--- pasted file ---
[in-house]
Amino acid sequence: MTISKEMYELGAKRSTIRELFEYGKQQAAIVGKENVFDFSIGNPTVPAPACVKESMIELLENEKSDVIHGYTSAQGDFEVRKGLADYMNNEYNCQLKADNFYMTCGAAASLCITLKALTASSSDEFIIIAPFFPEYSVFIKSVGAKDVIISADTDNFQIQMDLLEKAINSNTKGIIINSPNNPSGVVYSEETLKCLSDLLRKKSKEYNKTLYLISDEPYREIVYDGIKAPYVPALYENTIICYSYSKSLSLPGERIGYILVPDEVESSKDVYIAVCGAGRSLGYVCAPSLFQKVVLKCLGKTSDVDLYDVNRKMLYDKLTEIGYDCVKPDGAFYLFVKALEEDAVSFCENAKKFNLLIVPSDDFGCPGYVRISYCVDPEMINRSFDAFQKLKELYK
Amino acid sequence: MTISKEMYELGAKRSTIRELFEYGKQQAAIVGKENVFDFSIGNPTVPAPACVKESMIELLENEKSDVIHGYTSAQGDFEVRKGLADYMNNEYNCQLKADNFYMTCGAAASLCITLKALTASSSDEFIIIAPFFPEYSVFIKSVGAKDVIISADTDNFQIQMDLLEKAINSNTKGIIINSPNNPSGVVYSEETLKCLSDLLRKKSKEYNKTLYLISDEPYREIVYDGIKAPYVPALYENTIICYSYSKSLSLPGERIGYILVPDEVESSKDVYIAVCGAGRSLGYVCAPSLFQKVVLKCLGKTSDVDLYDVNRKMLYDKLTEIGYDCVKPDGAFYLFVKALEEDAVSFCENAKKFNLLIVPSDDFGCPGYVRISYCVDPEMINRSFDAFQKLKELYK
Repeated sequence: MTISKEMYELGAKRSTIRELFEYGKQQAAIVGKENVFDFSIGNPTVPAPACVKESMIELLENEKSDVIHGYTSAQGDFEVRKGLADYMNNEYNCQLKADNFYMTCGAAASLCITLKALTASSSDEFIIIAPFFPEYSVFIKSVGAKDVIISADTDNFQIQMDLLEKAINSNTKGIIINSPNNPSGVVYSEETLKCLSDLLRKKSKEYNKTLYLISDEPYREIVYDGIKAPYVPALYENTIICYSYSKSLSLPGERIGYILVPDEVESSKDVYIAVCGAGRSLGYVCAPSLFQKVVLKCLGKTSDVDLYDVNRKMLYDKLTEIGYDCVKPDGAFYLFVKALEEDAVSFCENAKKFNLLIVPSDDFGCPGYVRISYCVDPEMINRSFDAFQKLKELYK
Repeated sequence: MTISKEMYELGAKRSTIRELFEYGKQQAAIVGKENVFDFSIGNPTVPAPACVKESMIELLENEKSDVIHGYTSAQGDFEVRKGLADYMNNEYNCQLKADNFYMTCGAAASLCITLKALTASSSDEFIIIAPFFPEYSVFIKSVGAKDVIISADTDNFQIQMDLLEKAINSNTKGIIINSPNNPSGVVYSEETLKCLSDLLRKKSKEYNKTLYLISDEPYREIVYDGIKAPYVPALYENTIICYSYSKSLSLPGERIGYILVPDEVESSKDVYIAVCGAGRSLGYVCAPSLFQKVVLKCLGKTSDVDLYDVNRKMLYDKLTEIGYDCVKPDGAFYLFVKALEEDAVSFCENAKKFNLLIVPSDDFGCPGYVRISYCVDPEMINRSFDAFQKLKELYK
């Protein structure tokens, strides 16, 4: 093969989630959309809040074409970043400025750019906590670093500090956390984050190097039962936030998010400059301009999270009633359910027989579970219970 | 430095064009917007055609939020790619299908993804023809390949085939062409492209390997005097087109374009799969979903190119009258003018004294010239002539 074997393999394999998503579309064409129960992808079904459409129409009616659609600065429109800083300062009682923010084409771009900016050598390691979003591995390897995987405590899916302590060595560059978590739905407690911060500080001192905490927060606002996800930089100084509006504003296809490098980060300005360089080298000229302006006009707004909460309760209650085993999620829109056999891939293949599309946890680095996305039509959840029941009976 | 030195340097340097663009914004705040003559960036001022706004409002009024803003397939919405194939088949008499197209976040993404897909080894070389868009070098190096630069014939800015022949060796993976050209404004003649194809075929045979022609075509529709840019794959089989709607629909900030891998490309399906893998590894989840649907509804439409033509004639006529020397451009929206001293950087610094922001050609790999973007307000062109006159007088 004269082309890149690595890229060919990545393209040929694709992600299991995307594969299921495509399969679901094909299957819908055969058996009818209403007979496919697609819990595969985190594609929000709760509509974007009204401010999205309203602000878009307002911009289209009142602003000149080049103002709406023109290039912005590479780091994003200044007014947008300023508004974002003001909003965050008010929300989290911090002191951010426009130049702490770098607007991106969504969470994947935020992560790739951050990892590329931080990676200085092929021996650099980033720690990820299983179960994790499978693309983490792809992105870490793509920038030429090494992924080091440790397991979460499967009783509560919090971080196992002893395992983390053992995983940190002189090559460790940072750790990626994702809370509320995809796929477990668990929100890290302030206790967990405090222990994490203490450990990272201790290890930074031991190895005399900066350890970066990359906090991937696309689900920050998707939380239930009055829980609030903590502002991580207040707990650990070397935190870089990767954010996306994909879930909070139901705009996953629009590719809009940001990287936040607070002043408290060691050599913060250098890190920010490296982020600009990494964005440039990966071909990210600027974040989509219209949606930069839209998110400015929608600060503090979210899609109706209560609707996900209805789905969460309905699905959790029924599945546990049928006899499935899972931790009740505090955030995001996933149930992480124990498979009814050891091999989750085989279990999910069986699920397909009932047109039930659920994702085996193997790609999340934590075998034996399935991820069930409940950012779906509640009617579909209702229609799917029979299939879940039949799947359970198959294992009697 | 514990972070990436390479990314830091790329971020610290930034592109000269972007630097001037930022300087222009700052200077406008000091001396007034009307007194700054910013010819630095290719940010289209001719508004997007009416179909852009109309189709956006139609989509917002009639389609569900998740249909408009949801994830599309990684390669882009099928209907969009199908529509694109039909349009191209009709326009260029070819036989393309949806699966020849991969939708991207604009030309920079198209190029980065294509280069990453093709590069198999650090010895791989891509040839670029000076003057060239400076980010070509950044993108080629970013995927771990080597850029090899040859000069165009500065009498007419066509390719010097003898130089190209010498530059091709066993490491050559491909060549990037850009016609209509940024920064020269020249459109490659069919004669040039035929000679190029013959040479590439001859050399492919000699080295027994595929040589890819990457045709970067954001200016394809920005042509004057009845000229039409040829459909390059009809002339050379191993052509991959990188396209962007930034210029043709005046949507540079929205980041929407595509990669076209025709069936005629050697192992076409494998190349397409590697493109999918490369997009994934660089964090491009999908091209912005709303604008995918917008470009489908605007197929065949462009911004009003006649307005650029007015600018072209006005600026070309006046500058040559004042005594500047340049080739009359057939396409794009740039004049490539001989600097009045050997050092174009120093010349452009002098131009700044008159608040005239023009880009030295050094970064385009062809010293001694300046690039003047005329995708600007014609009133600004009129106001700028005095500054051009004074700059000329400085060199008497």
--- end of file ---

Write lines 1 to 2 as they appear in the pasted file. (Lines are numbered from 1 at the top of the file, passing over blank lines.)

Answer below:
[in-house]
Amino acid sequence: MTISKEMYELGAKRSTIRELFEYGKQQAAIVGKENVFDFSIGNPTVPAPACVKESMIELLENEKSDVIHGYTSAQGDFEVRKGLADYMNNEYNCQLKADNFYMTCGAAASLCITLKALTASSSDEFIIIAPFFPEYSVFIKSVGAKDVIISADTDNFQIQMDLLEKAINSNTKGIIINSPNNPSGVVYSEETLKCLSDLLRKKSKEYNKTLYLISDEPYREIVYDGIKAPYVPALYENTIICYSYSKSLSLPGERIGYILVPDEVESSKDVYIAVCGAGRSLGYVCAPSLFQKVVLKCLGKTSDVDLYDVNRKMLYDKLTEIGYDCVKPDGAFYLFVKALEEDAVSFCENAKKFNLLIVPSDDFGCPGYVRISYCVDPEMINRSFDAFQKLKELYK